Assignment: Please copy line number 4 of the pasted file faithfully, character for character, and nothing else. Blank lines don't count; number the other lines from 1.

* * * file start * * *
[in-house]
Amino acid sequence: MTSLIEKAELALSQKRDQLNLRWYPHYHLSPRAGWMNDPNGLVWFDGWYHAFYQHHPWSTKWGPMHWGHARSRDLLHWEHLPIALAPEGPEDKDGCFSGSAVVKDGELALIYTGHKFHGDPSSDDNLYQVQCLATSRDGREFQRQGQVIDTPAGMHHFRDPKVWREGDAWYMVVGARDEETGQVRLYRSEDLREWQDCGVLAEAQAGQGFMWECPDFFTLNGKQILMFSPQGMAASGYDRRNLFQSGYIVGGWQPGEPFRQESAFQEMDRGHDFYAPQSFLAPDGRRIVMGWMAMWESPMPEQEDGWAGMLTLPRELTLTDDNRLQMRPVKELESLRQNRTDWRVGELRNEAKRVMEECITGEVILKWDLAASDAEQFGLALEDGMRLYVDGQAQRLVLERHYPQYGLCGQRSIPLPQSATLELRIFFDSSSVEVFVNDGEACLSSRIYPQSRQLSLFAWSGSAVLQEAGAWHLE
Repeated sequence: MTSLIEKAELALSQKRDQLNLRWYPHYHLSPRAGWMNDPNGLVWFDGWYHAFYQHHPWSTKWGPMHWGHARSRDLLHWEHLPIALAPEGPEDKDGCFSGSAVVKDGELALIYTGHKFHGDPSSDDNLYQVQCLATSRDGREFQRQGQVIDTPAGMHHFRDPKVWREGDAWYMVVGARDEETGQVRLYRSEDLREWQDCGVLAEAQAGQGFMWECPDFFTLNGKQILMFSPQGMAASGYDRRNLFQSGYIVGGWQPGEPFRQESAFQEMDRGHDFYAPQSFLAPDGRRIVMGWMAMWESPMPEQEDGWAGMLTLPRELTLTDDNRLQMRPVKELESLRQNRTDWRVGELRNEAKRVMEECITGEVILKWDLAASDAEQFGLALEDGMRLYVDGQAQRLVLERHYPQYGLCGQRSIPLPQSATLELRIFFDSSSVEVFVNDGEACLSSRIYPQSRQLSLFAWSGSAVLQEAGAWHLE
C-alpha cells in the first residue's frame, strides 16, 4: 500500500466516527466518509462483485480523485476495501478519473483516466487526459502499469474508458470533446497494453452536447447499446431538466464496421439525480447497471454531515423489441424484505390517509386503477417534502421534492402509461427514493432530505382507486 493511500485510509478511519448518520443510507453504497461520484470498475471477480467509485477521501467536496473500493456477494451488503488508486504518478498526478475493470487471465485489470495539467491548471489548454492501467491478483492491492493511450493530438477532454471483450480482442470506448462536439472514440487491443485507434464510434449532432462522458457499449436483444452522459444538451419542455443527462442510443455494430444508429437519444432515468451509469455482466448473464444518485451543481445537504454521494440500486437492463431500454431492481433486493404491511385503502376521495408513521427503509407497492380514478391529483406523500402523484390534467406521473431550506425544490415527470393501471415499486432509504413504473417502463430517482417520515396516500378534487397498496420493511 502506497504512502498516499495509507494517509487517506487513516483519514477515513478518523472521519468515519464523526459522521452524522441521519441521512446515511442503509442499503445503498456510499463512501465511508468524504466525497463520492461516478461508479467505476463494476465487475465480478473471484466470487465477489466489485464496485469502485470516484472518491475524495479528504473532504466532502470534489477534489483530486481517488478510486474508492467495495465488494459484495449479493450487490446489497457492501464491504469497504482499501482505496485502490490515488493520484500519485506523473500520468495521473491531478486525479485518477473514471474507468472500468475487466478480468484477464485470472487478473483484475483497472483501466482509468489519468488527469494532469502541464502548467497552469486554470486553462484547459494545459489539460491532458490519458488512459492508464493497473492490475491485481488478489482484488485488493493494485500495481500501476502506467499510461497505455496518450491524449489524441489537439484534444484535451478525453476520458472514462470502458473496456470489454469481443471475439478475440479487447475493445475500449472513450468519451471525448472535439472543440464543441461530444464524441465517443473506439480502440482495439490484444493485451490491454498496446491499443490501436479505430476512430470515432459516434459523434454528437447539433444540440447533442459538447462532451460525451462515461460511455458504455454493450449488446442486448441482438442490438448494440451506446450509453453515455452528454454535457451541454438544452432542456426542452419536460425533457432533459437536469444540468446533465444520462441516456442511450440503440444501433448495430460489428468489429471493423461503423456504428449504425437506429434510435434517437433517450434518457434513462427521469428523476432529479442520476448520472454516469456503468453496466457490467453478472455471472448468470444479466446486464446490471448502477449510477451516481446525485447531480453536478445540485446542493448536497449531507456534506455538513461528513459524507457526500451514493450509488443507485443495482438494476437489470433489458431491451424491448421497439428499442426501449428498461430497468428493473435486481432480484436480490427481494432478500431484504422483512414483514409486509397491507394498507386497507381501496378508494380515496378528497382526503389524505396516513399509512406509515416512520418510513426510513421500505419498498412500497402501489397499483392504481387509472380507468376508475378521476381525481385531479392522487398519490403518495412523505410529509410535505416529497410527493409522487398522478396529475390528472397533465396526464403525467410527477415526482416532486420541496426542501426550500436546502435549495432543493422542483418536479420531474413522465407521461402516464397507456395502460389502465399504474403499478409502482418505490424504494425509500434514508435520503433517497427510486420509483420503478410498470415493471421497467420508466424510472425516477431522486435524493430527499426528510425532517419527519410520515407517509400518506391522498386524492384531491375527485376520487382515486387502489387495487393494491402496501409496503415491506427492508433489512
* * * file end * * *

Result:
C-alpha cells in the first residue's frame, strides 16, 4: 500500500466516527466518509462483485480523485476495501478519473483516466487526459502499469474508458470533446497494453452536447447499446431538466464496421439525480447497471454531515423489441424484505390517509386503477417534502421534492402509461427514493432530505382507486 493511500485510509478511519448518520443510507453504497461520484470498475471477480467509485477521501467536496473500493456477494451488503488508486504518478498526478475493470487471465485489470495539467491548471489548454492501467491478483492491492493511450493530438477532454471483450480482442470506448462536439472514440487491443485507434464510434449532432462522458457499449436483444452522459444538451419542455443527462442510443455494430444508429437519444432515468451509469455482466448473464444518485451543481445537504454521494440500486437492463431500454431492481433486493404491511385503502376521495408513521427503509407497492380514478391529483406523500402523484390534467406521473431550506425544490415527470393501471415499486432509504413504473417502463430517482417520515396516500378534487397498496420493511 502506497504512502498516499495509507494517509487517506487513516483519514477515513478518523472521519468515519464523526459522521452524522441521519441521512446515511442503509442499503445503498456510499463512501465511508468524504466525497463520492461516478461508479467505476463494476465487475465480478473471484466470487465477489466489485464496485469502485470516484472518491475524495479528504473532504466532502470534489477534489483530486481517488478510486474508492467495495465488494459484495449479493450487490446489497457492501464491504469497504482499501482505496485502490490515488493520484500519485506523473500520468495521473491531478486525479485518477473514471474507468472500468475487466478480468484477464485470472487478473483484475483497472483501466482509468489519468488527469494532469502541464502548467497552469486554470486553462484547459494545459489539460491532458490519458488512459492508464493497473492490475491485481488478489482484488485488493493494485500495481500501476502506467499510461497505455496518450491524449489524441489537439484534444484535451478525453476520458472514462470502458473496456470489454469481443471475439478475440479487447475493445475500449472513450468519451471525448472535439472543440464543441461530444464524441465517443473506439480502440482495439490484444493485451490491454498496446491499443490501436479505430476512430470515432459516434459523434454528437447539433444540440447533442459538447462532451460525451462515461460511455458504455454493450449488446442486448441482438442490438448494440451506446450509453453515455452528454454535457451541454438544452432542456426542452419536460425533457432533459437536469444540468446533465444520462441516456442511450440503440444501433448495430460489428468489429471493423461503423456504428449504425437506429434510435434517437433517450434518457434513462427521469428523476432529479442520476448520472454516469456503468453496466457490467453478472455471472448468470444479466446486464446490471448502477449510477451516481446525485447531480453536478445540485446542493448536497449531507456534506455538513461528513459524507457526500451514493450509488443507485443495482438494476437489470433489458431491451424491448421497439428499442426501449428498461430497468428493473435486481432480484436480490427481494432478500431484504422483512414483514409486509397491507394498507386497507381501496378508494380515496378528497382526503389524505396516513399509512406509515416512520418510513426510513421500505419498498412500497402501489397499483392504481387509472380507468376508475378521476381525481385531479392522487398519490403518495412523505410529509410535505416529497410527493409522487398522478396529475390528472397533465396526464403525467410527477415526482416532486420541496426542501426550500436546502435549495432543493422542483418536479420531474413522465407521461402516464397507456395502460389502465399504474403499478409502482418505490424504494425509500434514508435520503433517497427510486420509483420503478410498470415493471421497467420508466424510472425516477431522486435524493430527499426528510425532517419527519410520515407517509400518506391522498386524492384531491375527485376520487382515486387502489387495487393494491402496501409496503415491506427492508433489512